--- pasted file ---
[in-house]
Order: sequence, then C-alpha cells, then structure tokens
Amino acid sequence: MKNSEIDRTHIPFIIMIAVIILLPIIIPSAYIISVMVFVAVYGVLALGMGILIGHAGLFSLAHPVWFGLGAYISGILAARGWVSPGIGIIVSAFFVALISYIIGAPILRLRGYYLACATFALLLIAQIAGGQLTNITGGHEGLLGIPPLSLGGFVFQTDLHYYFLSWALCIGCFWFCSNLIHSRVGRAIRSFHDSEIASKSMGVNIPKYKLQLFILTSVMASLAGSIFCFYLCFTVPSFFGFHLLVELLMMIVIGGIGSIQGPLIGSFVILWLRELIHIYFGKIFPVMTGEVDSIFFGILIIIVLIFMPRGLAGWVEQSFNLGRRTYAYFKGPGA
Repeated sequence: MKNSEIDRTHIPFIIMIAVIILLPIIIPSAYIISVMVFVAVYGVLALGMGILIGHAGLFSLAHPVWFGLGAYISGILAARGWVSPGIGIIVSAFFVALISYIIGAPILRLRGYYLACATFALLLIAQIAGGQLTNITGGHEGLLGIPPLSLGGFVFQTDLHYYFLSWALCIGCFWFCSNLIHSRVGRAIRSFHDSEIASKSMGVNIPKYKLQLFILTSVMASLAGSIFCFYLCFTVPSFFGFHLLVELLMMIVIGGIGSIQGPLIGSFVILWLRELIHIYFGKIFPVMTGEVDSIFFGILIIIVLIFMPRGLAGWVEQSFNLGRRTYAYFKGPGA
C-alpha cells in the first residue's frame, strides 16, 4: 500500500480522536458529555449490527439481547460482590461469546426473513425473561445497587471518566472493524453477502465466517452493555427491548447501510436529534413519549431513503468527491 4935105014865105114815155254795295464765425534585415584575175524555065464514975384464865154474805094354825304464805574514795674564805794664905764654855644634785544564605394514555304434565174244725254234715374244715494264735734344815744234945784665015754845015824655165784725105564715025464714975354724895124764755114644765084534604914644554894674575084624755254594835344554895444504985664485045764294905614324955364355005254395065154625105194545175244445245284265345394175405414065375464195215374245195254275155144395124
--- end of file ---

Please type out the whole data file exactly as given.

[in-house]
Order: sequence, then C-alpha cells, then structure tokens
Amino acid sequence: MKNSEIDRTHIPFIIMIAVIILLPIIIPSAYIISVMVFVAVYGVLALGMGILIGHAGLFSLAHPVWFGLGAYISGILAARGWVSPGIGIIVSAFFVALISYIIGAPILRLRGYYLACATFALLLIAQIAGGQLTNITGGHEGLLGIPPLSLGGFVFQTDLHYYFLSWALCIGCFWFCSNLIHSRVGRAIRSFHDSEIASKSMGVNIPKYKLQLFILTSVMASLAGSIFCFYLCFTVPSFFGFHLLVELLMMIVIGGIGSIQGPLIGSFVILWLRELIHIYFGKIFPVMTGEVDSIFFGILIIIVLIFMPRGLAGWVEQSFNLGRRTYAYFKGPGA
Repeated sequence: MKNSEIDRTHIPFIIMIAVIILLPIIIPSAYIISVMVFVAVYGVLALGMGILIGHAGLFSLAHPVWFGLGAYISGILAARGWVSPGIGIIVSAFFVALISYIIGAPILRLRGYYLACATFALLLIAQIAGGQLTNITGGHEGLLGIPPLSLGGFVFQTDLHYYFLSWALCIGCFWFCSNLIHSRVGRAIRSFHDSEIASKSMGVNIPKYKLQLFILTSVMASLAGSIFCFYLCFTVPSFFGFHLLVELLMMIVIGGIGSIQGPLIGSFVILWLRELIHIYFGKIFPVMTGEVDSIFFGILIIIVLIFMPRGLAGWVEQSFNLGRRTYAYFKGPGA
C-alpha cells in the first residue's frame, strides 16, 4: 500500500480522536458529555449490527439481547460482590461469546426473513425473561445497587471518566472493524453477502465466517452493555427491548447501510436529534413519549431513503468527491 4935105014865105114815155254795295464765425534585415584575175524555065464514975384464865154474805094354825304464805574514795674564805794664905764654855644634785544564605394514555304434565174244725254234715374244715494264735734344815744234945784665015754845015824655165784725105564715025464714975354724895124764755114644765084534604914644554894674575084624755254594835344554895444504985664485045764294905614324955364355005254395065154625105194545175244445245284265345394175405414065375464195215374245195254275155144395124